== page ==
Valley of Death
    Product Revenue
    DoD Funding
  • Day One Response
    Background
    “Providing clean drinking water is our #1 challenge in disaster zones.” -Steve Rieve, American Red Cross
    Cal Poly State University & DayOne Response, Inc.
  • The DayOneWaterbag™
    All essential functions in one unit:
    Easy Collection
    Under difficult conditions
    Transport
    Backpack straps are comfortable
    Treatment
    Dirt, Cysts, viruses, bacteria removed
    Storage and Dispensing
    closure prevents re-contamination
  • Strategic Partnerships
    • Cal Poly State University R&D (2007-present)
    • DayOne Response, Inc. founded April 2010 with guidance from Innovation Quest and NCIIA
    • Partnership with Cascade Designs, Inc. and US Naval Facilities Engineering Command
    • Working with P&G’s Children’s Safe Drinking Water program to expand the use of PUR in disasters and other development settings.
    • Continued partnership with California Polytechnic University on R&D for current and future projects
  • Case Study: Electrochlorinators
  • CDI Water Purification Technologies Map
    Access to cutting-edge technologies has given CDI the opportunity to evaluate the full spectrum of water purification technologies for use in the Base of the Pyramid markets.
    Applied Energy
    Physical Separation
    Chemical Treatment
    MIOX
    PATH
    Particle Filtration (Sieves)
    Oxidant Dosing
    Sefar
    MIOX
    Sweetwater
    Electro-Chlorination
    Lemelson
    Quartek
    Laird- Norton
    Metal Ion Treatment
    Hollow Fiber
    MSR
    One Drop
    Gates
    Apaclara
    PATH
    Ceramic Candle Filters
    Forward Osmosis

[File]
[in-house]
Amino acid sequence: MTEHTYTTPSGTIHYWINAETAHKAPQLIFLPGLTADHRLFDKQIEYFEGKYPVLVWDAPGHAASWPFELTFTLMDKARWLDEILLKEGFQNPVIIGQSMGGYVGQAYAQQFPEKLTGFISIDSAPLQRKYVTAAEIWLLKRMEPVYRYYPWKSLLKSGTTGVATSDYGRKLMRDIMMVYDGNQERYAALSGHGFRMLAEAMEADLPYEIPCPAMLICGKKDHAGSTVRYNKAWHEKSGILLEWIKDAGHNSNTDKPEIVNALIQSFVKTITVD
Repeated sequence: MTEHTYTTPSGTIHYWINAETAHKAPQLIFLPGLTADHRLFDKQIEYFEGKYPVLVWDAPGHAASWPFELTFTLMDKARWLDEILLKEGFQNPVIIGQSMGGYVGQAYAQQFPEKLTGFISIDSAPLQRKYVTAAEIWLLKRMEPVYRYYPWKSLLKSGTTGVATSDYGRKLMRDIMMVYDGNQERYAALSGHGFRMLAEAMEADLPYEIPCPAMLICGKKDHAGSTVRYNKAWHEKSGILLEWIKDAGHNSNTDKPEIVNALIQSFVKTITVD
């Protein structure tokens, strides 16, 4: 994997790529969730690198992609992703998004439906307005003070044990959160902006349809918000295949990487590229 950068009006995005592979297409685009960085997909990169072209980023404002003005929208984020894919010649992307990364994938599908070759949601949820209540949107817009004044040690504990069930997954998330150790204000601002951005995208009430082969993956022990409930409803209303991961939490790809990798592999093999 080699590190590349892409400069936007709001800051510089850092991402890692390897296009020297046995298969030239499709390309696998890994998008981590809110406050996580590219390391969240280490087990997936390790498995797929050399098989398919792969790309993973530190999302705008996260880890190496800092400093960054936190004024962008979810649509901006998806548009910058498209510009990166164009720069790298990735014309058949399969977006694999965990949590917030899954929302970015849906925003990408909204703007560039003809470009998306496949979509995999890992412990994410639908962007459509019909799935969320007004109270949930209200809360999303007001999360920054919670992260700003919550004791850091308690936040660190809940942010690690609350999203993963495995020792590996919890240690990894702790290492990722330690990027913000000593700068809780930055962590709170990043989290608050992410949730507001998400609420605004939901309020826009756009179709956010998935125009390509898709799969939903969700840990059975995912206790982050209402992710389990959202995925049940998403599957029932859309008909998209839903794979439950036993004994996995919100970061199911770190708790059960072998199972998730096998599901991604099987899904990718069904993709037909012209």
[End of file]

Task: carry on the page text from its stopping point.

Capacitive De-ionization
    TDA
    Research
    Oasys
    MSR
    HTI
    MM Media
    Resintech
    Solar Radiation
    Ion Exchange
    Adsorption
    Puralytics
    Purolite
    Calgon
    ORICA
    Biomin
    Cal Poly University
    Halogenated Resin
    Precipitant Dosing
    Halosource
    Light Year
  • Background
    Water Purification Markets
    Outdoor
    • CDI has over a 35% share of the outdoor water purification market.
    Military
    • CDI is the supplier of the Marine Corps’ standard-issue Individual Water Purifier System.
    • CDI has funded R&D efforts to develop next generation on-the-move water purification systems for the Army, Marine Corps, and Special Forces.
    Developing World
    • CDI is providing lab and technical support on PATH’s Safe Water effort.
    • Funded development projects include the SE200 Electrochlorinator (Africa) and Household Water Treatment System (India).
  • Background
    CDI History in Emerging Markets
    2004 Tsunami: Lessons Learned
    • Philanthropy wasn’t enough.
    • Products need to be designed for the end user.
    • Logistics are critical.
    • Decision to apply CDI’s resources toward developing innovative technical solutions to provide access to safe water.
  • Background
    CDI Developing World Efforts
    • Waterborne diseases are a major global health problem.
    • Seattle is a center for global health initiatives (Gates Foundation, PATH, World Vision, etc.).
    • DoD-funded efforts have given CDI access to cutting-edge water purification technologies.
    • CDI is trying to determine if we can contribute in developing world markets. [Can we leverage the strengths that made us a leader in Outdoor and Military water purification?].
  • Technology
    Electrochlorinator uses electricity to convert salt into a powerful disinfectant.
    • Early development work funded by DARPA.
    • MSR MIOX Purifier launched to the outdoor market in November 2003. Became the #1 selling Purifier in its first year on the market.
    • Support from PATH and the Lemelson Foundation enabled CDI to adapt the electrochlorinator technology for developing world applications.
  • SE200 Electrochlorinator
    Advantages
    • Supply chain, storage, and transportation benefits.
    • The capital and operating costs are much lower than other small community water purification options.
    • Disinfectant is created fresh for each use. [No shelf life issues].
    • “Smart circuit” technology minimizes the potential for operator error.
  • Connections
    Cal Poly Electrochlorinator Project